Gee…no ‘Why did HRC lie to trans people about being willing to go to the mat on a trans-inclusive ENDA?’?  No ‘Why did HRC cook up a fraudulent survey to justify its lie?’?

A.R.:  Thanks so much for your time, Allison.

Thanks for nothing, Allyson.

You had that little use for your soul?

So Much for Campbell Brown’s Objectivity

October 29, 2008

Campbell Brown heads down the FOX rabbit hole over at CNN:

You may have heard that Wednesday night Barack Obama will be on five different TV networks speaking directly to the American people.

He bought 30 minutes of airtime from the different networks, a very expensive purchase. But hey, he can afford it. Barack Obama is loaded, way more loaded than John McCain, way more loaded than any presidential candidate has ever been at this stage of the campaign.

Just to throw a number out: He has raised well over $600 million since the start of his campaign, close to what George Bush and John Kerry raised combined in 2004.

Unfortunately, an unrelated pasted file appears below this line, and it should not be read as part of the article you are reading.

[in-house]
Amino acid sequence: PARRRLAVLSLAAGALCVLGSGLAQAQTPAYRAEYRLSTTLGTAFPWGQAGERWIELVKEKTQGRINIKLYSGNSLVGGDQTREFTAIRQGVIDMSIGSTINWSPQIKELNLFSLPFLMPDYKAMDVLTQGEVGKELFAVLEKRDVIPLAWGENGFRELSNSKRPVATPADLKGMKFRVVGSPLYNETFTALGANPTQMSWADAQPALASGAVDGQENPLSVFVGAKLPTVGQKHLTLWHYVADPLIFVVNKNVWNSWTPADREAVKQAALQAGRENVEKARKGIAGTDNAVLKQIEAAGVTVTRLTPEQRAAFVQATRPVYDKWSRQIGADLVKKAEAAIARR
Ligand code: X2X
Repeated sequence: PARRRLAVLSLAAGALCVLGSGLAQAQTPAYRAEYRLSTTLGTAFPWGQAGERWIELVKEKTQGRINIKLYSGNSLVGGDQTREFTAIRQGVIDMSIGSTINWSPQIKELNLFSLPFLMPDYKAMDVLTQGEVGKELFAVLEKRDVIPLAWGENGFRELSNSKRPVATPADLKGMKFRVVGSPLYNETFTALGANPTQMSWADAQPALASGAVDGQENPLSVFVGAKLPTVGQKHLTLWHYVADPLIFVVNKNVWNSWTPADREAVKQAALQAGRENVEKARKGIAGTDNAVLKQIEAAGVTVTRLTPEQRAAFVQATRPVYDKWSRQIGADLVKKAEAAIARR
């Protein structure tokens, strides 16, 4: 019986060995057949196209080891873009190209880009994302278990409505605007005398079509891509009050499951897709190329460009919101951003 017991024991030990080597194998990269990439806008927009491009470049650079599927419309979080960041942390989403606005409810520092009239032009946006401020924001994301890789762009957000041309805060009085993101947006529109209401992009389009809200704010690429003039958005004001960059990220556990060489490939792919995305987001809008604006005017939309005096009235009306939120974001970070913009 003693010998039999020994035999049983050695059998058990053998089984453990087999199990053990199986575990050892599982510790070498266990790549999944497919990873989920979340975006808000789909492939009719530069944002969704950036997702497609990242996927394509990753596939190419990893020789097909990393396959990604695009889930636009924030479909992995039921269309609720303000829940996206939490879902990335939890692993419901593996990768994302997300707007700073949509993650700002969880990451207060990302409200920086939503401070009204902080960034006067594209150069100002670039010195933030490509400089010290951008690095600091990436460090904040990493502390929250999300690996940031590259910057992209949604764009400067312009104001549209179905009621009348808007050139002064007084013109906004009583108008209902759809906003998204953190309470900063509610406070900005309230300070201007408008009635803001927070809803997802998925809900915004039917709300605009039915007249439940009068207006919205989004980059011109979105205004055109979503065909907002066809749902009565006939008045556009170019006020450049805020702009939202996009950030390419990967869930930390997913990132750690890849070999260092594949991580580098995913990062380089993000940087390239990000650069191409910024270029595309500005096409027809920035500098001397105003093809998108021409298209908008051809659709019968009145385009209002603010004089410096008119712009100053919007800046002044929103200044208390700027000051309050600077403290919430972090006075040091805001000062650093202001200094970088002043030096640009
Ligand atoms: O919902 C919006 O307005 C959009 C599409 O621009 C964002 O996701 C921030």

Without question, Obama has set the bar at new height with a truly staggering sum of cash. And that is why as we approach this November, it is worth reminding ourselves what Barack Obama said last November.

One year ago, he made a promise. He pledged to accept public financing and to work with the Republican nominee to ensure that they both operated within those limits.

Then it became clear to Sen. Obama and his campaign that he was going to be able to raise on his own far more cash than he would get with public financing. So Obama went back on his word.

Here’s reality from one of those factinista outlets, the New York Times:

“Should John McCain win the Republican nomination, we will agree to accept public financing in the general election, if the Democratic nominee agrees to do the same,” Mr. Nelson said.

A spokesman for Mr. Obama, Bill Burton, said, “We hope that each of the Republican candidates pledges to do the same.”

Mr. Burton added that if nominated Mr. Obama would “aggressively pursue an agreement” with whoever was his opponent.

That was in 2007.  Fast-forward to 2008, and CBS: